Harvard University’s Wyss Institute, in a study funded by the Kraft-Heinz Co., found sugar exposed to encapsulated plant enzymes in the gut can be turned into fiber. The finding, if verified, could have a significant impact on an estimated 34.2 million U.S. diabetics, experts told The Food Institute.
Wyss said on its website it had engineered the enzyme to activate only when it encounters a rise in pH “such as that which occurs in the transition from the human stomach to intestine.” The researchers said the product can be incorporated into current recipes without modifying their sugar content – a result important to food manufacturers who are reluctant to change the taste or texture of products to reduce sugar content.
A clinical trial using mice is currently underway.
“If true, this could help diabetics, but it would not make eating sugar healthy,” said Amy Shapiro, founder of Real Nutrition NYC. “Many foods that contain sugar also contain artificial colors, flavors, and processed ingredients which makes them unhealthy and can promote other illnesses like high blood pressure, weight gain, and fatigue.”
The average American consumes about 17 teaspoons of added sugar a day, or 270 calories, well more than the 9 teaspoons for men and 6 teaspoons for women recommended by the American Heart Association.
The two-year research project focused on enzymes that help plants turn sugar into fiber. When the encapsulated enzymes broke open at the beginning of the intestine, researchers said they turned sugar into fiber, preventing excess sugar from being absorbed by the bloodstream and producing gut-healthy prebiotic fiber.
“Beyond just finding a solution that was technically sound, it was equally important to us that our solution would actually work in the real world of food manufacturing, because something that only works in lab conditions isn’t very useful,” said Adama Sesay, a senior engineer at the Wyss Institute and a member of the research team.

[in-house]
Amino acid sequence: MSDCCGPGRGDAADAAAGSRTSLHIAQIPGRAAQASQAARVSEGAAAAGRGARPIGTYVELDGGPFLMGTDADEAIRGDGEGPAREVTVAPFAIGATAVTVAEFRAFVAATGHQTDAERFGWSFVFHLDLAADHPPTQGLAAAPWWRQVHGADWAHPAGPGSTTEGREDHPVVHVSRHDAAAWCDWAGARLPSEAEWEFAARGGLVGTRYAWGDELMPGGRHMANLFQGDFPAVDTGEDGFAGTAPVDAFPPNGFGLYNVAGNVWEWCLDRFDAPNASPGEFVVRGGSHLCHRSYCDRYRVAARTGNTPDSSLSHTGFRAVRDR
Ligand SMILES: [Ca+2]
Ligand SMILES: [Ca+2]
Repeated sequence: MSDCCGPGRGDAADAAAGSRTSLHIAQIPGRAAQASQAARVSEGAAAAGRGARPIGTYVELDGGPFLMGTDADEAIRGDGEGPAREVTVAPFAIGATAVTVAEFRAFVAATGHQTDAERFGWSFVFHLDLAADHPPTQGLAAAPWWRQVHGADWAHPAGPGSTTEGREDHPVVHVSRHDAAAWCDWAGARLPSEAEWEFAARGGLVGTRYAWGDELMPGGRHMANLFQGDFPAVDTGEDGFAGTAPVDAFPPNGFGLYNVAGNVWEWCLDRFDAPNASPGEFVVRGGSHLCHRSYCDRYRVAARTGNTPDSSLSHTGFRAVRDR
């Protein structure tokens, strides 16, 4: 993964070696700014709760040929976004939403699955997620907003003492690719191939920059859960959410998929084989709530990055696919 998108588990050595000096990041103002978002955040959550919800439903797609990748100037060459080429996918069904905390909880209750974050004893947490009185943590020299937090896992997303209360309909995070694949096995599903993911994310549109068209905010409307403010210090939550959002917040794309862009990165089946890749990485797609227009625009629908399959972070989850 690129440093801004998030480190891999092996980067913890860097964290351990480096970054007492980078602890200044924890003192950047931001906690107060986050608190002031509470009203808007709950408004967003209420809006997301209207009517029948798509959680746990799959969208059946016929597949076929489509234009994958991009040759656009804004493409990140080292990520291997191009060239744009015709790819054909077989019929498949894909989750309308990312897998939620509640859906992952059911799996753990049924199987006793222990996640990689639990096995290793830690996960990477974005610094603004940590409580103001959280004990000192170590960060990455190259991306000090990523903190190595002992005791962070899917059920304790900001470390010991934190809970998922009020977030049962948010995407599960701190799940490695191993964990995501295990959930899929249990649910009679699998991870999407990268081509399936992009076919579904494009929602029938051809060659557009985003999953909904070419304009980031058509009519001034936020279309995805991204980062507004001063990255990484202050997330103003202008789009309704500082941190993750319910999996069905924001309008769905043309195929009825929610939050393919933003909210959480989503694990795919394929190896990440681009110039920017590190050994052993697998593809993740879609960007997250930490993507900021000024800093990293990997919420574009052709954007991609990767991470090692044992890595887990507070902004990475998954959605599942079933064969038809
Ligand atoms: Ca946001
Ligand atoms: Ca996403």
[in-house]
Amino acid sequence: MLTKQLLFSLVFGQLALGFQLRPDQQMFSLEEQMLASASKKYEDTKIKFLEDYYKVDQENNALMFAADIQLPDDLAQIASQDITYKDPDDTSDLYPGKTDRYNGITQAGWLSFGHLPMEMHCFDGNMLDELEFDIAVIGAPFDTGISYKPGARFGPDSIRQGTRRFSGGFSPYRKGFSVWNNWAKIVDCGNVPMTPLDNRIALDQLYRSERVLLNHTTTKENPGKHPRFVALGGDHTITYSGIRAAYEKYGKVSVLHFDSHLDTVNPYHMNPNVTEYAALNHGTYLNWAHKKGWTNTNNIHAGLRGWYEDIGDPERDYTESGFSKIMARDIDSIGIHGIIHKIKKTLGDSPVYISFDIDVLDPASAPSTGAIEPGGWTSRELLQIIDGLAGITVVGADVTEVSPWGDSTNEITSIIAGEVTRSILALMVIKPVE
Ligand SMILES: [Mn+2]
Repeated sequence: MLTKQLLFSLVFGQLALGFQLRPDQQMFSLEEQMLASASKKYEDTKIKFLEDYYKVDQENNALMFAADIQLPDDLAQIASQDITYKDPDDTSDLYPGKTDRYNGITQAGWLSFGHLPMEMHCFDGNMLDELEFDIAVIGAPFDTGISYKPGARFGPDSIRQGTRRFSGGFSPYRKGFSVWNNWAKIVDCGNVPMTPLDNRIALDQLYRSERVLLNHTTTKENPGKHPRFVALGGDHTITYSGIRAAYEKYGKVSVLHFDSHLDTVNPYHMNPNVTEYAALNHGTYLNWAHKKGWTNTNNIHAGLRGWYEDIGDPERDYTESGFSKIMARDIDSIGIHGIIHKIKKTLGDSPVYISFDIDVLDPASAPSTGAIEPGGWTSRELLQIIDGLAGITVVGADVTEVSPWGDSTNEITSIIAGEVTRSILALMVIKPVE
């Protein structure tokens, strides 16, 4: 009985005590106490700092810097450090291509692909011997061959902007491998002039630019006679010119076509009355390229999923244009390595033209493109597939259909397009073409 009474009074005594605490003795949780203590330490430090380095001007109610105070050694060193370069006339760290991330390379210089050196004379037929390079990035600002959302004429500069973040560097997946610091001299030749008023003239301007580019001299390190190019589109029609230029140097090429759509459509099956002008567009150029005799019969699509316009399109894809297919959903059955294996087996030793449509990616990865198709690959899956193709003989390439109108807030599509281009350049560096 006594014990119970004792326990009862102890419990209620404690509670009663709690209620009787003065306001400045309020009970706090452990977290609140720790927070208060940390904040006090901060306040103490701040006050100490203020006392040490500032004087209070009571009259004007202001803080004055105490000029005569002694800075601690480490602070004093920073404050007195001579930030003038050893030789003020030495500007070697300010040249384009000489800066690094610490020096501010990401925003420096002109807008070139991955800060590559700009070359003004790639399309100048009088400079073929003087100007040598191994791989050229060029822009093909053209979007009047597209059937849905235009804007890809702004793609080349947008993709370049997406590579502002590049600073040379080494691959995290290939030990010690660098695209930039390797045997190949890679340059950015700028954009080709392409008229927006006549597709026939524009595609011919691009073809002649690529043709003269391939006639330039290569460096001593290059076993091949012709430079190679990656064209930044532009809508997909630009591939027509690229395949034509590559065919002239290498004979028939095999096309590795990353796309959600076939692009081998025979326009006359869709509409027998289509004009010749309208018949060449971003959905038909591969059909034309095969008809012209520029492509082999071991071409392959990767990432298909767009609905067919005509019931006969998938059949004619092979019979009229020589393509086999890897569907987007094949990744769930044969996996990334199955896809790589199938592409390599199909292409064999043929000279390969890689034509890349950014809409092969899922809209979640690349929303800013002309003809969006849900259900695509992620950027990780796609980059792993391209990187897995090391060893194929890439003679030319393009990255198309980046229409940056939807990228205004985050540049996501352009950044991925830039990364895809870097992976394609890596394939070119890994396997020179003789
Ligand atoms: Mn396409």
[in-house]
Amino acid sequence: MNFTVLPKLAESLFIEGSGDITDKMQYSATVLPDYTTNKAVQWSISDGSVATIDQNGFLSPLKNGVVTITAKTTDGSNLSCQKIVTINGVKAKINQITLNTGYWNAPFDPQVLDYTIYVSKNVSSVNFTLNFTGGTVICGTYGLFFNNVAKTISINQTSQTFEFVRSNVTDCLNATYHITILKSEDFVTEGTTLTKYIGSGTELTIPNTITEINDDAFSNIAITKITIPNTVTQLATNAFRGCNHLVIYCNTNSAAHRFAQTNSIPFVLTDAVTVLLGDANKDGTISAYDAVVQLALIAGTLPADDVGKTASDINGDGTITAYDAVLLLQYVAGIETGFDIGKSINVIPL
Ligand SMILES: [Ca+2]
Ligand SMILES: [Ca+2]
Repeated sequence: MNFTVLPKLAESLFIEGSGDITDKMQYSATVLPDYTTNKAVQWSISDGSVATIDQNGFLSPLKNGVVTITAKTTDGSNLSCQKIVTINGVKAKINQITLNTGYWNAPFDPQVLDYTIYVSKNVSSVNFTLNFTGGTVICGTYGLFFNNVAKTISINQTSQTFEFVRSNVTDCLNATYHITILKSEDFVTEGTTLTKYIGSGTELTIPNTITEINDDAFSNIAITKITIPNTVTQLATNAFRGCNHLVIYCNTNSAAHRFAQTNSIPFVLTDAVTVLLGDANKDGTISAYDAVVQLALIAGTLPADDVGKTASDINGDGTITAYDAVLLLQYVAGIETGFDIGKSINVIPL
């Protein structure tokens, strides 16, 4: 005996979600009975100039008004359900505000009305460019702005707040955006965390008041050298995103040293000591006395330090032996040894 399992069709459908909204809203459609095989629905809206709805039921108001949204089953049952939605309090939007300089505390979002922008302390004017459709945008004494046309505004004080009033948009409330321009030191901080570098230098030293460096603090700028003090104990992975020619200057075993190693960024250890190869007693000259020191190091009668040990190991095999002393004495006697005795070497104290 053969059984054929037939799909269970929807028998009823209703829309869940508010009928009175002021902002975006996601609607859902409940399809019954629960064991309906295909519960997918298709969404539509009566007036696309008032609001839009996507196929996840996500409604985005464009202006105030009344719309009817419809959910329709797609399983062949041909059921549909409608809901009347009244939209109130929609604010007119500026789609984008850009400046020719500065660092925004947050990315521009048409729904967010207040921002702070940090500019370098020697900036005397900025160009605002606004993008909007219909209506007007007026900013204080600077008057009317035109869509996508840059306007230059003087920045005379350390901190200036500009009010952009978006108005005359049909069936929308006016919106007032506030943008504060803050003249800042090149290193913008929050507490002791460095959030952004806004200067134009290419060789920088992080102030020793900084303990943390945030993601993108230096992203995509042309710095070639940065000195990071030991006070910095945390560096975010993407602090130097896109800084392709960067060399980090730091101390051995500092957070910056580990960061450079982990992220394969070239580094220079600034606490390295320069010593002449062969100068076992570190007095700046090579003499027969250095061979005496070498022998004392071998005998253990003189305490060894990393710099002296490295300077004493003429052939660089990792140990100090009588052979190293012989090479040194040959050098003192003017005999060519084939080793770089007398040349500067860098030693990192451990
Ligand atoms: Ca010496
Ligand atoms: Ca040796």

The encapsulation method ensures the enzyme remains intact at manufacturing temperatures and does not release prematurely, the researchers said.
“We thought we’d come to the Wyss with an impossible problem, and they turned it on its head to present an even crazier idea to solve it,” Judith Moca, head of technology discovery and development at Kraft Heinz, told FoodBusiness News (Dec. 28).
Dr. Joan Salge Blake, a clinical professor at Boston University, told TFI the encapsulated enzymes would not enhance the nutritional value of junk food and sweet drinks.
“If a person’s diet is very high in added sugars, the nutrient quality of foods consumed overall is going to be low, adding little nutrition such as vitamins, minerals, and phytochemicals,” the professor said. “This is not a healthy eating pattern that contributes to longevity.
“The nutrient quality of foods in a diet are key to helping folks reduce the risk of heart disease, certain cancers, stroke, and diabetes. Magically turning sugar into fiber isn’t going to ensure that the diet is healthy and meeting a person’s long-term health needs.”
Cara Harbstreet of Street Smart Nutrition cautioned against thinking the research is any kind of magic bullet. She noted this is just one industry-funded study and even if the results are verified, it could take years before the process could be incorporated into food manufacturing.
“I would caution patience and a healthy dose of skepticism until we’re able to review clinical trials or other data to support the claims proposed at this point in time,” Harbstreet said.